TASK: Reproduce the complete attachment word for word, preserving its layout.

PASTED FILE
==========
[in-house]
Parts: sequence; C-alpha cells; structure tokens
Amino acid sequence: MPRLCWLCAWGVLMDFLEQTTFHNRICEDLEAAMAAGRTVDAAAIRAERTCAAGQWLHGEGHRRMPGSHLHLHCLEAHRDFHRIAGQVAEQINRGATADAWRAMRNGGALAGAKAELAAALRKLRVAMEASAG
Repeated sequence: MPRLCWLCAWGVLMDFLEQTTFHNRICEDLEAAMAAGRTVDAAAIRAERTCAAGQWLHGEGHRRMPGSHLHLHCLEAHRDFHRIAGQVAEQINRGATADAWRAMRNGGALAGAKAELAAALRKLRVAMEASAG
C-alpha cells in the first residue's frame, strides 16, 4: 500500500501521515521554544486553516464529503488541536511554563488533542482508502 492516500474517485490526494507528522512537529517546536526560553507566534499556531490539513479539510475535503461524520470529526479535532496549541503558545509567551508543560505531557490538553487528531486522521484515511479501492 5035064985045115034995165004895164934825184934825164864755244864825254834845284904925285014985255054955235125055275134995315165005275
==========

[in-house]
Parts: sequence; C-alpha cells; structure tokens
Amino acid sequence: MPRLCWLCAWGVLMDFLEQTTFHNRICEDLEAAMAAGRTVDAAAIRAERTCAAGQWLHGEGHRRMPGSHLHLHCLEAHRDFHRIAGQVAEQINRGATADAWRAMRNGGALAGAKAELAAALRKLRVAMEASAG
Repeated sequence: MPRLCWLCAWGVLMDFLEQTTFHNRICEDLEAAMAAGRTVDAAAIRAERTCAAGQWLHGEGHRRMPGSHLHLHCLEAHRDFHRIAGQVAEQINRGATADAWRAMRNGGALAGAKAELAAALRKLRVAMEASAG
C-alpha cells in the first residue's frame, strides 16, 4: 500500500501521515521554544486553516464529503488541536511554563488533542482508502 492516500474517485490526494507528522512537529517546536526560553507566534499556531490539513479539510475535503461524520470529526479535532496549541503558545509567551508543560505531557490538553487528531486522521484515511479501492 5035064985045115034995165004895164934825184934825164864755244864825254834845284904925285014985255054955235125055275134995315165005275